Strane too, is not a traditional villain but a complex manipulator.
‘When I wrote My Dark Vanessa I really had no sense it would ever be published so contemplating how it would be received would have felt pompous,’ Russell continues. ‘It sold so quickly in the US and the UK that the thought of it being at all controversial or divisive wasn’t really in my mind. I was surrounded by so much love about it. It wasn’t really until we were nearing publication that I started to think about the controversial nature of it.’
Russell also discusses the mixed messages given to girls, particularly by 1990s and early 2000s feminism when this novel is set and Russell herself was a teenager.
‘There’s a scene in the book when all the girls in class are given rape whistles,’ she says, and Vanessa asks, “Do the boys get whistles?” — to eye rolls from her classmates.
‘I thought about that in quite a critical way. I wanted that scene to signal that this isn’t just about what happens to a girl at the hands of her teacher but a much larger issue. On the one hand, society’s message was “you are strong, you can grow up to be anything” but then you’re taught about rape and that it’s coming for you and it’s your duty to protect yourself and make sure it doesn’t happen to you. It’s quite deranged when you think about it.’
Does she feel young women today will have a different experience to that which previous generations experienced?
‘I think women will have a different experience but I don’t know about it being better,’ she says. ‘I feel similarly about that as I do about life post-#MeToo. Young women now certainly have a different political awareness and more of a shared understanding about things like rape culture and grooming.
‘If we can talk to each other and share those experiences, that seems to be a foundation to do something good.’
■ My Dark Vanessa (Fourth Estate) is out now in hardback
OTHER NEW BOOKS OUT THIS WEEK
The F***-It List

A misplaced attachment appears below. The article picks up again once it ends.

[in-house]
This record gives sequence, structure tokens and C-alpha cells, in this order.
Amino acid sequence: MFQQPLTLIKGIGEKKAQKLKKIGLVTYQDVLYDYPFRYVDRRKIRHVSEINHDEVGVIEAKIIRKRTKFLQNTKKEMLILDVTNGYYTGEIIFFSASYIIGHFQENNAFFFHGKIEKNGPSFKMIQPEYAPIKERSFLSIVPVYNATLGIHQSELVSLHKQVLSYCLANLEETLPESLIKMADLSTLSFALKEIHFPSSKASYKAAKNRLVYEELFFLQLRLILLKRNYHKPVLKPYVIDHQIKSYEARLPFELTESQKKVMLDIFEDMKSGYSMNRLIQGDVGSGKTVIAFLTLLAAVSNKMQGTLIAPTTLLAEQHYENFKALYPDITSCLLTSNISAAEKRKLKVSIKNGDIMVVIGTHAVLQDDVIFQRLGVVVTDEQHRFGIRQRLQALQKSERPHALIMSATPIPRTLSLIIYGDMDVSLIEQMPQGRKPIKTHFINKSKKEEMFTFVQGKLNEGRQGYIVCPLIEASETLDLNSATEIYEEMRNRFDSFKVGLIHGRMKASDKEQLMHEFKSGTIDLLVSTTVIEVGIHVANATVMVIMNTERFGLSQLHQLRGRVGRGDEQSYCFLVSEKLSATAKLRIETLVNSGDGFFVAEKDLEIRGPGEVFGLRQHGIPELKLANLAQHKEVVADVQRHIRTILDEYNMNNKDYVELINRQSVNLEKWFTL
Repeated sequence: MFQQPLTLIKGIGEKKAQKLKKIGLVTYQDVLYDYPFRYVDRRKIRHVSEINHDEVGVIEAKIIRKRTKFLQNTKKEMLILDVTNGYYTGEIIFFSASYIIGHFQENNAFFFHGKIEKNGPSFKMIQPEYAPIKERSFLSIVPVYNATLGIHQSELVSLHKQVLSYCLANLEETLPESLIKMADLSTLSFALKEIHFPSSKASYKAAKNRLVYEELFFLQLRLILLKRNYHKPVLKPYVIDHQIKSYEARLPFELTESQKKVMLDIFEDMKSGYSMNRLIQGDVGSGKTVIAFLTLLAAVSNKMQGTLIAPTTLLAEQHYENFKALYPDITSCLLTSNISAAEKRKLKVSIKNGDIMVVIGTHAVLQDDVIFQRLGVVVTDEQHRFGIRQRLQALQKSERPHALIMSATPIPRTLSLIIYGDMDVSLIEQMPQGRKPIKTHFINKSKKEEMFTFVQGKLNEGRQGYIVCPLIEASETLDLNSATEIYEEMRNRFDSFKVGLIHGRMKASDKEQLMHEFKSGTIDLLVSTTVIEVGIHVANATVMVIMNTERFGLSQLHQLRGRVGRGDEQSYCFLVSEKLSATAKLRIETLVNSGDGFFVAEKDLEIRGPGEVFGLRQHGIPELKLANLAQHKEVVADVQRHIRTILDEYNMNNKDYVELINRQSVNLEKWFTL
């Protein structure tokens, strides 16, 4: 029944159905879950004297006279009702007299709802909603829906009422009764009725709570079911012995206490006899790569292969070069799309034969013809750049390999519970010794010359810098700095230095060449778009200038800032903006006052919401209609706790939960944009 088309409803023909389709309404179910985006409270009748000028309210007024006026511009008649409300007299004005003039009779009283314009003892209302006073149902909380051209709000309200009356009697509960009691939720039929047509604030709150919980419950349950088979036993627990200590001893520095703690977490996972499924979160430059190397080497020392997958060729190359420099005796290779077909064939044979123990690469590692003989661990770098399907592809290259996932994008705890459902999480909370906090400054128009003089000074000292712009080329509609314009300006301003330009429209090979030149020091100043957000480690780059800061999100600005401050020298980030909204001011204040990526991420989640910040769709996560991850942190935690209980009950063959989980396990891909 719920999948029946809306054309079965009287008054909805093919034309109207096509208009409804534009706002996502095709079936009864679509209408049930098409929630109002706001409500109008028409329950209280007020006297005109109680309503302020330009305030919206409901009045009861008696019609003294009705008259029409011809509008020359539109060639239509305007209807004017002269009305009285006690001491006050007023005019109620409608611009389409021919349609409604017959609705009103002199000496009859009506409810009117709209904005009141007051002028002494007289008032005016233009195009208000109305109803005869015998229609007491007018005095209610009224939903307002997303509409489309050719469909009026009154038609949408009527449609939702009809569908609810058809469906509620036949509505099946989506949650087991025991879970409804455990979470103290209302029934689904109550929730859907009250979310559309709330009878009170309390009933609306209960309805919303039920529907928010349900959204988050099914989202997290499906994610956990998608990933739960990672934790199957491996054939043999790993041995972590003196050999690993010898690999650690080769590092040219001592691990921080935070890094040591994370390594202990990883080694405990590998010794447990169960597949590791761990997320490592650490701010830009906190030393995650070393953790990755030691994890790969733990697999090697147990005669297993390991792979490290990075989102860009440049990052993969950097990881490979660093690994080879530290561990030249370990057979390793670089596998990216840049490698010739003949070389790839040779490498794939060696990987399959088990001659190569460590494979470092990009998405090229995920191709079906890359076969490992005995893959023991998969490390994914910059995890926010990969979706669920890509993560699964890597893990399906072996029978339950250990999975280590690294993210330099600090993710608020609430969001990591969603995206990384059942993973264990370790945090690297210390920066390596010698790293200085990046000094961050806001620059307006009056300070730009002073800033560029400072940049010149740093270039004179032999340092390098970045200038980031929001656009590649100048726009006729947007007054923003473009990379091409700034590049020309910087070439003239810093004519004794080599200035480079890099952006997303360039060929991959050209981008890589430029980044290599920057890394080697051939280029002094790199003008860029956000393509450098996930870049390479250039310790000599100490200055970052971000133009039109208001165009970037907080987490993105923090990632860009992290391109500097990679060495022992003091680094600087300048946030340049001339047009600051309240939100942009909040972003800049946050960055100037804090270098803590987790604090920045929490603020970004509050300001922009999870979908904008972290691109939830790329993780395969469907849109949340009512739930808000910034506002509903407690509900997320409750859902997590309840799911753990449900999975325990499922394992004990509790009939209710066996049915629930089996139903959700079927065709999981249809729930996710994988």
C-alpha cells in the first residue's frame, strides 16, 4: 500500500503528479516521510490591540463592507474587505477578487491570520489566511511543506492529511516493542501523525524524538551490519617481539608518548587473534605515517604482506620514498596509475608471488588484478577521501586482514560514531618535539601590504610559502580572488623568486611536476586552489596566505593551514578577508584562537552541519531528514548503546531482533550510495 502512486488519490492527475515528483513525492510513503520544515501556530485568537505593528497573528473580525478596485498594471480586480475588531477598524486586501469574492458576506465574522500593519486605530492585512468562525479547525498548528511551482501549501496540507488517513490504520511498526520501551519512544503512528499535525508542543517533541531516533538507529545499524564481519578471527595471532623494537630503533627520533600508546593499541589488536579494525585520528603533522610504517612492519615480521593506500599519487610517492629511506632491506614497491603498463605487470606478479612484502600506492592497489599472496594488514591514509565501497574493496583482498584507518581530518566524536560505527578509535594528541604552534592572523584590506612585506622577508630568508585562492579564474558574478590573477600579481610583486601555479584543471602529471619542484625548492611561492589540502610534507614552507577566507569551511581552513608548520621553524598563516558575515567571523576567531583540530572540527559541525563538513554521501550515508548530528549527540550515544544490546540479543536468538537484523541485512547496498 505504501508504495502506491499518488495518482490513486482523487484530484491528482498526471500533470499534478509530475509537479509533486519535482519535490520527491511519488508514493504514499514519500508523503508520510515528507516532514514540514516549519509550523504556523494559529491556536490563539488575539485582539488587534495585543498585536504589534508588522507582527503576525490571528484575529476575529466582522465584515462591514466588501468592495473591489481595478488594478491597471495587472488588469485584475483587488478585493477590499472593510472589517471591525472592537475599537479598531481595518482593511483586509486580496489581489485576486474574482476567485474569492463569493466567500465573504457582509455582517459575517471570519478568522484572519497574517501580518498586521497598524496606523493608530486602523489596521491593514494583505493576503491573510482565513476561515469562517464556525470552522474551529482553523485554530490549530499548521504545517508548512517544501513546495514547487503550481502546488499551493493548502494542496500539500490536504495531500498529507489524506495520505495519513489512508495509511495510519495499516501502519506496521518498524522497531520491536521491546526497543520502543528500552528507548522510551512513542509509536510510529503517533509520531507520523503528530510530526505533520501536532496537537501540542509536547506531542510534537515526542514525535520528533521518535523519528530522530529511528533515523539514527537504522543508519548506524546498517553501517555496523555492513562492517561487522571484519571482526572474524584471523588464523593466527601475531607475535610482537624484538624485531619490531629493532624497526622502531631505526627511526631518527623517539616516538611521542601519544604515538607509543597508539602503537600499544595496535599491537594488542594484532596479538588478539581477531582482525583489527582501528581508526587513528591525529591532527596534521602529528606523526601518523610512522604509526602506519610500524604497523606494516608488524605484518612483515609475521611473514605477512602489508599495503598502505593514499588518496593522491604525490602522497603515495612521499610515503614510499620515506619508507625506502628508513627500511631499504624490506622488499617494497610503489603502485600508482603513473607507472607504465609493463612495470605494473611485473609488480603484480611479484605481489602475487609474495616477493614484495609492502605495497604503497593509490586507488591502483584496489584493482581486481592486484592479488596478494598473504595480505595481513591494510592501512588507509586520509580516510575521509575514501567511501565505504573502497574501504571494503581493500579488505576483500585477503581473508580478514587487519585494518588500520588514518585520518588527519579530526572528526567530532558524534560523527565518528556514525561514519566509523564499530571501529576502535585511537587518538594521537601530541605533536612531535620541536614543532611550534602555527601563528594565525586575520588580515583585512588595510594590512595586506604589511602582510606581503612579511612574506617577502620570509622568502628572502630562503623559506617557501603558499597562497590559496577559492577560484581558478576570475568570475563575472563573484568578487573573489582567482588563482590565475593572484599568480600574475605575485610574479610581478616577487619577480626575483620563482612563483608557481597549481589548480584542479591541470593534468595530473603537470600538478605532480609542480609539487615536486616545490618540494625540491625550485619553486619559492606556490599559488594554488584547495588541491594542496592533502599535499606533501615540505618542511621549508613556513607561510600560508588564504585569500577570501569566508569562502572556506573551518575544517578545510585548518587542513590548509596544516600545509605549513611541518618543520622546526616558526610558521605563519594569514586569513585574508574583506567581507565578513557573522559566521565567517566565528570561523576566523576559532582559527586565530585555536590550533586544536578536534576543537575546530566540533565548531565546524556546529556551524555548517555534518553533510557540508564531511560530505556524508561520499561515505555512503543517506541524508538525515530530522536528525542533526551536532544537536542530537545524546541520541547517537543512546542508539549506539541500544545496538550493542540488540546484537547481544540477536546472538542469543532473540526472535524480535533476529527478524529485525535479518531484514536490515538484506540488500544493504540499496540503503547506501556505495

by John Niven (William Heinemann) ★★✩✩✩
Niven (pictured below) made his name with 2008’s Kill Your Friends, a readable if none too subtle satire of the Britpop-era music industry. The F***-It List’s plot is set in 2026, when Ivanka Trump is president, and focuses on affable Frank Brill, a retired small-town newspaper editor whose life has been ruined by the far-right excesses of the Trump dynasty.
On hearing he has terminal cancer, Frank procures a gun and embarks on a revenge-fuelled road trip that won’t end until he’s nailed the architect of this dystopia. Sadly, the novel’s increasingly broad strokes of satire eventually serve only to mask, and eventually engulf, the initially exuberant appeal of the punchy and pacy plot. PAUL CONNOLLY
The Blessed Rita
by Tommy Wieringa (Scribe) ★★★✩✩
Wieringa’s (below) outstanding last novel, The Death of Murat Idrissi, had the quality of a nightmare, following two tourists caught up in a people-smuggling racket. His downbeat new novel is a more unhurried affair, set in an almost comically drab Dutch village where the only cashpoint has been taken away for lack of use.
We drift between the past and present of Paul, who sells wartime memorabilia while caring for his invalid father, who raised him alone in a disused farmhouse after Paul’s mother walked out. His bleak tale of midlife ennui turns into a slow-burn crime story when he seeks to avenge a friend’s violent robbery, injecting welcome drama into this tragicomic portrait of a left-behind community in terminal decline. ANTHONY CUMMINS